The pH in the reactor is modulated in a 50 minute cycle up to 7.1 in accordance with a variation per cycle of Δ=10.94t-9.12 where t is the time expressed in decimal hours from the start of the cycle. The bioreactor vessel is refrigerated by heat exchange with water at a temperature of 9 C. circulating at a rate of 0.8 m3 /h to thus maintain at 40 C. the temperature within the bioreactor. The heat of the effluent thus pretreated favours the biological finition downstream from the reactor especially in winter time. The net calorific power produced by the system is 28 kW, namely about 3 times the power (11 kW) used to operate this system. If the pretreated water is unloaded into a public sewer system where the temperature is limited for example to 30 C., then the net power produced by the system will amount to 40 kW. The liquor by the bioreactor vessel is admitted into a centrifuge which accelerates the particles to a value 5500 times that of the earth's gravity. The applied load is 625 mg COD/g SS/h and the detention time within the bioreactor vessel is 4 hours. The dissolved oxygen is modulated between 0.2 and 1.8 milligrams per liter with a variation of 5 micromoles of oxygen per liter per minute. The specific stirring power is 1630 W/m3.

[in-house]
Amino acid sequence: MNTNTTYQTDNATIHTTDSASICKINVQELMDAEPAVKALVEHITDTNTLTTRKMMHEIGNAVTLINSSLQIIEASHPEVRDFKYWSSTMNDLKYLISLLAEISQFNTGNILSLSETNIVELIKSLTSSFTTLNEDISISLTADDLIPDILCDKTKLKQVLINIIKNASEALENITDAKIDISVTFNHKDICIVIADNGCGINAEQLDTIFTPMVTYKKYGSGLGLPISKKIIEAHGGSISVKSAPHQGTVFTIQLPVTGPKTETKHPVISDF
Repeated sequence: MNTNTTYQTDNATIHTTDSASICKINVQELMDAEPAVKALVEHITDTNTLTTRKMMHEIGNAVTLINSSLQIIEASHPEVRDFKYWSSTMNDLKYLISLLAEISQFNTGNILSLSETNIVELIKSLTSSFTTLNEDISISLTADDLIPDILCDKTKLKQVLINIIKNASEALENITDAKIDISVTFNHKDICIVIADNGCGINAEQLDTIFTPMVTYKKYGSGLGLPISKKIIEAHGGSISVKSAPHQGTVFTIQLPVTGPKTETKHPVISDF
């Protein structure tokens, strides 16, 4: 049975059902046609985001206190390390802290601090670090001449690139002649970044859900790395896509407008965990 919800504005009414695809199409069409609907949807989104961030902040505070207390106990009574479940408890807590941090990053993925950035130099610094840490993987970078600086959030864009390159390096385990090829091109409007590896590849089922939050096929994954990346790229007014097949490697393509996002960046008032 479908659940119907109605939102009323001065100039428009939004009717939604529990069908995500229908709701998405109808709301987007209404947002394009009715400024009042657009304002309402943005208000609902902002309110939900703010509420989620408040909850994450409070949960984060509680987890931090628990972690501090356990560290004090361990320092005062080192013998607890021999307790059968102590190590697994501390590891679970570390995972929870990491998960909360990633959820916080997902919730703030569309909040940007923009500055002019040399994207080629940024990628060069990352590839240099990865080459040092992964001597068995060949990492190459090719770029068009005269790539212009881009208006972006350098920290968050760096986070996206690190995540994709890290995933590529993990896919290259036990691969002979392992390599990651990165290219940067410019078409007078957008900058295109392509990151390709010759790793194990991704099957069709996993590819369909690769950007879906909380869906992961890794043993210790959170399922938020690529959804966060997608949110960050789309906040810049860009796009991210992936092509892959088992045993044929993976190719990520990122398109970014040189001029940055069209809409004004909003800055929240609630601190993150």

The COD of the pretreated water is 1950 milligram per liter and the COD pretreatment yield is 92%. The concentration of the lactose remaining in the treated water is under the minimum analytical detection level. The biomass has an apple aroma and is produced at a concentration of 15% S.S. and can be pumped. Its protein content is 51%, its vitamin content is considerably higher than that of the starting milk products. Pigs appreciate this biomass when used as animal feed.

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Classifications
U.S. Classification435/262, 435/289.1, 210/614, 426/41, 435/286.6, 435/286.5, 435/252.4, 435/308.1, 435/245, 435/818
International ClassificationC02F3/34, C02F3/12
Cooperative ClassificationY02W10/15, Y10S435/818, C02F3/12, C02F3/34
European ClassificationC02F3/34, C02F3/12